Money comes and goes, but this man just learned the value of something far more important.
I come from both backgrounds. Father has an 8-figure income, compared to my mother working on 26k a year. They divorced, and my mother got custody.
Most of my childhood was spent living on a crazy budget. I was a simple, white, video game playing nerd growing up. At my mothers, she could only afford one game and system for me (around 6 years old). Thankfully, that was enough to keep me occupied for a few years.
Over the weekends (every other one) I went over to my dads. Because of the rivalry with my mother (aka, “who’s the better parent”), my father would ask me for a list of games or anything else I wanted, and in 2 weeks it would be there.
When I was 17 (i never asked for anything over $80, maybe a really good fishing tackle box, but that’s about it) I asked for a jet ski. Fast forward 2 weeks, and there’s a $15,000 jet ski in his backyard (he lived on the water).
The best thing about being rich is the comfort, convenience, and general happiness.
The worst part? It’s not true happiness. True happiness is feeling loved.
2 years ago, my mother made me a bank account linked to her name. Whenever something happened with her account (deposit, etc), I’d get an email.
When I was 16, I asked for an upgrade to my computer. My planned upgrades were 600, and I said I’d help around the house and get a job myself (which I did) to pay her back.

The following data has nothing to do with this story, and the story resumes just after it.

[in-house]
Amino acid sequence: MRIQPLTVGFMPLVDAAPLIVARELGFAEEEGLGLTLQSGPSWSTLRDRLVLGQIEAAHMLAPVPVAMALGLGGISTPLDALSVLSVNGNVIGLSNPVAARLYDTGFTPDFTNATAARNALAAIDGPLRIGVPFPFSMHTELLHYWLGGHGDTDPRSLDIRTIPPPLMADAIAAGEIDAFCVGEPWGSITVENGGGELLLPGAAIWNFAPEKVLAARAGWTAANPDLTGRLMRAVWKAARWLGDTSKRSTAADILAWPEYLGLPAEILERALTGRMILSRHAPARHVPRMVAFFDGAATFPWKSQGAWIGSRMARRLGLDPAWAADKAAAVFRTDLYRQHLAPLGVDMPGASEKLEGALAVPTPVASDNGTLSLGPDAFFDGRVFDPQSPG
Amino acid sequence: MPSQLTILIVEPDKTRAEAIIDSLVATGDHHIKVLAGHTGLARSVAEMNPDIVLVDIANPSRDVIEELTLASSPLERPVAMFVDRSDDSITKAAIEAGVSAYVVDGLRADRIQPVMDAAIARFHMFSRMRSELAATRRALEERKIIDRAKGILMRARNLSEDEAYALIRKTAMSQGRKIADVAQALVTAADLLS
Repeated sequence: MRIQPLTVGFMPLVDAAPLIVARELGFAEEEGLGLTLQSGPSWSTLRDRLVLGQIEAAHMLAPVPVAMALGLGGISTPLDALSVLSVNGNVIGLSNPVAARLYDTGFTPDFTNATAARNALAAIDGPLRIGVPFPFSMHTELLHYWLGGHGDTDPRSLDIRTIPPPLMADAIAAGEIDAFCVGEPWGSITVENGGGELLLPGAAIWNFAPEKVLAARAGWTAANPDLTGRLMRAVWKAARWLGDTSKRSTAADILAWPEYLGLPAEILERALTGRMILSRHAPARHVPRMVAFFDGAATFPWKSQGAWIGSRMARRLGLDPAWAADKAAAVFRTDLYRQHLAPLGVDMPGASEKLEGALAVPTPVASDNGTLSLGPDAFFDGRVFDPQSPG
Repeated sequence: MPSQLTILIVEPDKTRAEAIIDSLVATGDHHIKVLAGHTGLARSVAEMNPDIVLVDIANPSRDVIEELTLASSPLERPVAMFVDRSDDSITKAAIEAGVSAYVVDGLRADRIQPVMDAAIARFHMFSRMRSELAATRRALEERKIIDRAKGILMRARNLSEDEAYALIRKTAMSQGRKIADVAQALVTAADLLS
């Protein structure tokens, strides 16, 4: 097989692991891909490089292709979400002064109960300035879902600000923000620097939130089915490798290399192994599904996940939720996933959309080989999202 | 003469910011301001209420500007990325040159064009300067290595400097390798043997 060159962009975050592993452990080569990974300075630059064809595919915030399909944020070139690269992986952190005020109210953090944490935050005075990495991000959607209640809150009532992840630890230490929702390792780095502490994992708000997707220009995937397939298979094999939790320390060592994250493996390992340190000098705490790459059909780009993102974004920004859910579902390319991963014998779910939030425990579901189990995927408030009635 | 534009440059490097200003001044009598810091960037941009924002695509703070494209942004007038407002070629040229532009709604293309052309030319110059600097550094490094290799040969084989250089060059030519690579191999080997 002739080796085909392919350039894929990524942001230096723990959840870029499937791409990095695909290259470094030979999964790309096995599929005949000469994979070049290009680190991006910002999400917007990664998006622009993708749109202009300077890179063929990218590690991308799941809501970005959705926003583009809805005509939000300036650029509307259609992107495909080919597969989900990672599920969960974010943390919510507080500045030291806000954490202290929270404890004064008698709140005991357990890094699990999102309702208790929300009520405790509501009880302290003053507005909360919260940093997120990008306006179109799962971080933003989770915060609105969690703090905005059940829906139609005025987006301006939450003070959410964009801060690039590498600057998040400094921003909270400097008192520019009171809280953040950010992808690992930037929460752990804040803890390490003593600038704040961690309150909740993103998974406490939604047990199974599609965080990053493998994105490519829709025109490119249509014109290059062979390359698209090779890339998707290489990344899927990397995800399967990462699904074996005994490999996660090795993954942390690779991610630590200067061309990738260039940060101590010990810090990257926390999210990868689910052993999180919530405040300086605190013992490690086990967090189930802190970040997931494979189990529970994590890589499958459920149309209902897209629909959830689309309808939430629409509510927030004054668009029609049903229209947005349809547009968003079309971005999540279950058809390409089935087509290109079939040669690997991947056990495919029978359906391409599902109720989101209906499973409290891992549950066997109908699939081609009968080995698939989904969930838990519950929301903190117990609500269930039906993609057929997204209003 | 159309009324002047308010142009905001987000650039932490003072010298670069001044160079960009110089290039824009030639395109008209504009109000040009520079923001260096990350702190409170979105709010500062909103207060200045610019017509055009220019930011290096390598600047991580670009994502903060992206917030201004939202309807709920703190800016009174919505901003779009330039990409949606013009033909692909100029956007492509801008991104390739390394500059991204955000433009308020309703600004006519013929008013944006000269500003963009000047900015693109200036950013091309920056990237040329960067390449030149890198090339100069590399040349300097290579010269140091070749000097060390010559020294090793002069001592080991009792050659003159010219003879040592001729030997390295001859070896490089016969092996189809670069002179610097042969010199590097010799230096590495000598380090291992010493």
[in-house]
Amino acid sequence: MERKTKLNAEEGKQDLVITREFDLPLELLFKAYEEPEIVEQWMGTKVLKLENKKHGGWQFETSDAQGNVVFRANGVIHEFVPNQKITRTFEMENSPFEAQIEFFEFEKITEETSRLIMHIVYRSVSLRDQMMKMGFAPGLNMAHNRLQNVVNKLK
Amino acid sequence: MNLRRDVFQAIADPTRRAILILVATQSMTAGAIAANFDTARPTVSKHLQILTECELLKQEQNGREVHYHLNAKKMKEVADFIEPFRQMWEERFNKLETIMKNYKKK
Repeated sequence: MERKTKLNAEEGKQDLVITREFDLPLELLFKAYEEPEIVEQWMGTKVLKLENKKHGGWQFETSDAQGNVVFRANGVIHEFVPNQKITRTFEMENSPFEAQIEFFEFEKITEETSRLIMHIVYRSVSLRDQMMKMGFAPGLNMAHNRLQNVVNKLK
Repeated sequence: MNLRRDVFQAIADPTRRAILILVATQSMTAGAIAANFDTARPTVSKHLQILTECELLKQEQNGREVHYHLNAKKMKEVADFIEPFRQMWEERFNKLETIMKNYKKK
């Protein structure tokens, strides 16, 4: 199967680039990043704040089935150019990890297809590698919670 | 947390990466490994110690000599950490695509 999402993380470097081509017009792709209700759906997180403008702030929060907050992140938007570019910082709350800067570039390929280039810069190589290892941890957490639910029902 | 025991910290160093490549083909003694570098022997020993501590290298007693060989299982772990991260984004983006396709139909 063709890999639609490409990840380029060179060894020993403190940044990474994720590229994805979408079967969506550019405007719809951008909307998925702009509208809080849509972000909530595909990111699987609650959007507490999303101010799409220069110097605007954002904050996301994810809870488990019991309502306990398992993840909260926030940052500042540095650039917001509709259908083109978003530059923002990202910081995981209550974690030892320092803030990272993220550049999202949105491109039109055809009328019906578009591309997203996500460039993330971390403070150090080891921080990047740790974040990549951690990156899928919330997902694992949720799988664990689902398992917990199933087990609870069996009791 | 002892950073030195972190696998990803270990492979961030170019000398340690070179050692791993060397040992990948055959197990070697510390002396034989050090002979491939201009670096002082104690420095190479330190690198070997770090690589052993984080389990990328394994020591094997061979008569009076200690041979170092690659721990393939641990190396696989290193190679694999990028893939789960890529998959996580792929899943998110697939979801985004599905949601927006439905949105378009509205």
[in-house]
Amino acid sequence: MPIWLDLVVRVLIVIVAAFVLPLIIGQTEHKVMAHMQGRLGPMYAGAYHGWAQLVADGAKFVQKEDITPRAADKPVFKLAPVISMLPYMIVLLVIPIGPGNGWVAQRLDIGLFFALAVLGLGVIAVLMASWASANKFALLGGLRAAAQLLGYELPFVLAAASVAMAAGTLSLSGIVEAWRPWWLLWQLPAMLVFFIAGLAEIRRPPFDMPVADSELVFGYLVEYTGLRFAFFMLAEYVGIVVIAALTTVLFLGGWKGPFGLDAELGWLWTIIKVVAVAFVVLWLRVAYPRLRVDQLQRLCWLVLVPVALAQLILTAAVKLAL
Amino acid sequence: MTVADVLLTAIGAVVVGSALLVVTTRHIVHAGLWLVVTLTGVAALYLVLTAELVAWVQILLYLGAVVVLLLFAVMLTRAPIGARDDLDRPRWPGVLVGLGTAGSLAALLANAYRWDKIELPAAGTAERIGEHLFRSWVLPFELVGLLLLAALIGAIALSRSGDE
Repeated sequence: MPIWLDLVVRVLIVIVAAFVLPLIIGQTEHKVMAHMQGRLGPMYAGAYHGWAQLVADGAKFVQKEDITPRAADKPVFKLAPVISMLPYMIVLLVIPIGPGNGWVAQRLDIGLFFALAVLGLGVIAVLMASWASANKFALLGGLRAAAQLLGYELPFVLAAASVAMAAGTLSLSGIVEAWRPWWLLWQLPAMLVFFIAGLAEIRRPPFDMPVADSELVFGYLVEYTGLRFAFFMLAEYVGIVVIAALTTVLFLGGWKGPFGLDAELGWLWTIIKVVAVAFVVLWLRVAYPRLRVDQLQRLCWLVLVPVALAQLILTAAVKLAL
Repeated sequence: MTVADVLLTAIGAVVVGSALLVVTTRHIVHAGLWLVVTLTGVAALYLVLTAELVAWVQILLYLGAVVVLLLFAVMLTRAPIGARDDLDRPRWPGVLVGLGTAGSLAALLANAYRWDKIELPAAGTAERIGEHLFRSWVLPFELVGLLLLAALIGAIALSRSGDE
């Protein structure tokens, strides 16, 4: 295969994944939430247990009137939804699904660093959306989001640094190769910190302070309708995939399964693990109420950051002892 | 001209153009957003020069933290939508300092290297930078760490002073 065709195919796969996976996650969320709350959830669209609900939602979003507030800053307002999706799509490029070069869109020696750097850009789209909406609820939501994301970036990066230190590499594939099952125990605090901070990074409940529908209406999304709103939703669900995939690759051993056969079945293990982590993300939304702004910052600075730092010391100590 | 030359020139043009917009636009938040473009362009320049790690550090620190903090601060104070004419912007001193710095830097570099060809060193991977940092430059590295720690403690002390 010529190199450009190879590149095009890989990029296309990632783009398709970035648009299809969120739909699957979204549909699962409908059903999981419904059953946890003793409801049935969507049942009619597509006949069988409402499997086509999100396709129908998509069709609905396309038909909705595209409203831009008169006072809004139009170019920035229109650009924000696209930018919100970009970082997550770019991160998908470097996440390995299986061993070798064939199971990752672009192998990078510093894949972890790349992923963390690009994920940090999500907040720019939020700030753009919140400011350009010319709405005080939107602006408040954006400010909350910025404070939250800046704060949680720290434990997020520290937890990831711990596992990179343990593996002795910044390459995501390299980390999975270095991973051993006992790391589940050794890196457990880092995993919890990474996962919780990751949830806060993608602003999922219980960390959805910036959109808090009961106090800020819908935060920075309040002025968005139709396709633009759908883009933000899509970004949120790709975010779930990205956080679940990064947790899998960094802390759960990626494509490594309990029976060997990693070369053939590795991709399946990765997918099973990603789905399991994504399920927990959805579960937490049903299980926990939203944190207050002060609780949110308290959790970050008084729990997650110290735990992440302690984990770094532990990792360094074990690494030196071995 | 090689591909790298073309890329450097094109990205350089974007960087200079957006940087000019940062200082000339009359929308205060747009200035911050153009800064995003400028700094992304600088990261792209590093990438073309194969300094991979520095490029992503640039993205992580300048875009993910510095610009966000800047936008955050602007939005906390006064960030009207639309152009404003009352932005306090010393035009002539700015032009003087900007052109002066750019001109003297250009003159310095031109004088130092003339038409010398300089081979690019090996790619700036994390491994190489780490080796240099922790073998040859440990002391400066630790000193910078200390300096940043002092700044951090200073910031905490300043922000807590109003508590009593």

Next day? I get 2 emails. One is a notification of a $1500 purchase and the next one saying that the account has gone in the negative. -1350 on the account.
I never told her that I knew, and I’m happy that I havent. Saying “I love you, and would do anything for you” is one thing, but doing it is another.
Since paying off that payment (took me 3 months), my mother got Graves disease (among other things), and had to stop working.
Even though I’m in college, I go back once a month (5 hour train ride) to help her clean the house, cook, shop, etc. I pay for most of it too.
No game system, jet ski, boat, smart tv, etc. my dad could buy for me could EVER even compare to my mother.
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